“I wish my family members, my friends, and I could be happy in the year of the pig,” said Po Wei, a graduate student.
“I wish I can improve my English language, and learn other languages, like Japanese and Latin in the year of the hot dog,” said Ethan Li ’22.
“I wish I can marry with my girl- friend this year,” said Bob Wang, a graduate student.
In Lunar New Year, everyone has a wish. On Feb. 4, St. Michael’s held its first Spring Festival celebration at Cashman Hall to celebrate Lunar New Year, also known as Chinese New Year, this is the most important festival for Chinese people. All family members get together on New Year’s Eve to have a big meal. Most of the 18 Chinese students at St. Michael’s had a big dinner — hot pot — on the second floor at Cashman Hall. At the same time, Tony Liu, BK Neera, and other student leaders prepared for the first Spring Festival celebration in the first floor common room.
According to the Chinese zodiac, 2019 is the year of the pig, which symbolizes happiness, wealth, gentleness, bravery, kindness, and honesty. “This year is my year of the fate because I was born in 1995,” Haobo Wang ’19. “We are supposed to buy some red stuff to counteract evil force in the year of the fate because the color red in Chi- na means luck and fortune.”
“We usually hold a small activity for Spring Festival at St. Michael’s. It could be a dinner meal, it could be a small party in our suite, and it could be just sitting in our rooms and making video calls with our families,” said Fengting Zheng ’19. “I was surprised when I heard the Spring Festival celebration held because it was the first Spring Festival celebration at St. Michael’s since I came here four years ago.”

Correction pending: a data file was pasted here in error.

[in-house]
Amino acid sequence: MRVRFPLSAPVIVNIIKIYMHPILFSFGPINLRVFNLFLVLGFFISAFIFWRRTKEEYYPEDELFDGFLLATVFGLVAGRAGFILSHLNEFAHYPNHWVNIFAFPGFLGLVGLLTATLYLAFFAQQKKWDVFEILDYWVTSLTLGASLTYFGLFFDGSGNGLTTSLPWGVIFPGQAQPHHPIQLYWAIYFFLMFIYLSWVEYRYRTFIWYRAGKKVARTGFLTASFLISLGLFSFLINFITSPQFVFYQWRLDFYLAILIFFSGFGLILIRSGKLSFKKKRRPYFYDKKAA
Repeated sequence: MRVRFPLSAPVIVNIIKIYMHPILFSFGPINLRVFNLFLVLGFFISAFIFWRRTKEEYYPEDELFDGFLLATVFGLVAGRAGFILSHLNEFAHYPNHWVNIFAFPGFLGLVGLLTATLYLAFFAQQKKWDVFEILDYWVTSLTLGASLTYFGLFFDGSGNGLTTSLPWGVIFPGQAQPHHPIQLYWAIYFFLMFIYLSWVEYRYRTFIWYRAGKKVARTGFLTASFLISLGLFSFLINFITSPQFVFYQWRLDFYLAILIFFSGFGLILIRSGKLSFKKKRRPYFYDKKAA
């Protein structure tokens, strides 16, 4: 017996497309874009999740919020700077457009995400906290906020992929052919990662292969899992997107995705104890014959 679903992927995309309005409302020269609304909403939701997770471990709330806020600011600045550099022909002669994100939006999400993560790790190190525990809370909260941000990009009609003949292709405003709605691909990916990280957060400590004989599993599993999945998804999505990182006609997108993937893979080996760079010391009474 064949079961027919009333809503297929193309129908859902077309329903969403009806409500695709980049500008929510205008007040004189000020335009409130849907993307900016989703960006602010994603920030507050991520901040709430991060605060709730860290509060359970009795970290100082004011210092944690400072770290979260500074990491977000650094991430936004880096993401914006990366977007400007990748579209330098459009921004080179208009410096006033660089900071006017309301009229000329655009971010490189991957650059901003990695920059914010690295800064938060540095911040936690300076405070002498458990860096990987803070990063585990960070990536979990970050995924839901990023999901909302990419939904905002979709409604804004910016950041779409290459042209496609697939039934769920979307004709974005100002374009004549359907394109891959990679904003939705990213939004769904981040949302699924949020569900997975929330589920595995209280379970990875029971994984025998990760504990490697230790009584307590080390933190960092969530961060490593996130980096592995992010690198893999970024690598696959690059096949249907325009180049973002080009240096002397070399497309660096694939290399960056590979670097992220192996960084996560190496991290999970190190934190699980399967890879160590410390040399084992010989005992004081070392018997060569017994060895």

“I am so happy that we celebrate the Chinese New Year with non-Chinese students together at St. Michael’s,” Zheng said.
Tony Liu ’20, a first floor RA of Cashman Hall, mentioned that the Chinese Spring Festival was influential in the world, and GEAR program should also pay attention to it. “As a Chinese RA, I’m glad that the first-time Spring Festival celebration was successful, and students who attend the celebration felt the atmosphere of it in 45 minutes,” Liu said. “We prepared the red packets and chopsticks game in the celebration. It was fun.”
Micayla O’Connor ’22, who is an American student, also celebrated Spring Festival at Cashman Hall. “I know pretty much nothing about Chinese New Year, [but] I heard about the celebration through a close friend and I was interested to learn more about the culture. It was so fun.”
Many Chinese students were excited celebrating the Spring Festival, but they were curious if there would be the Spring Festival celebration every year in the future.
“After discussion, GEAR agreed that we should pay attention to not only the Chinese Spring Festival, but also other special festivals from different countries,” Liu said.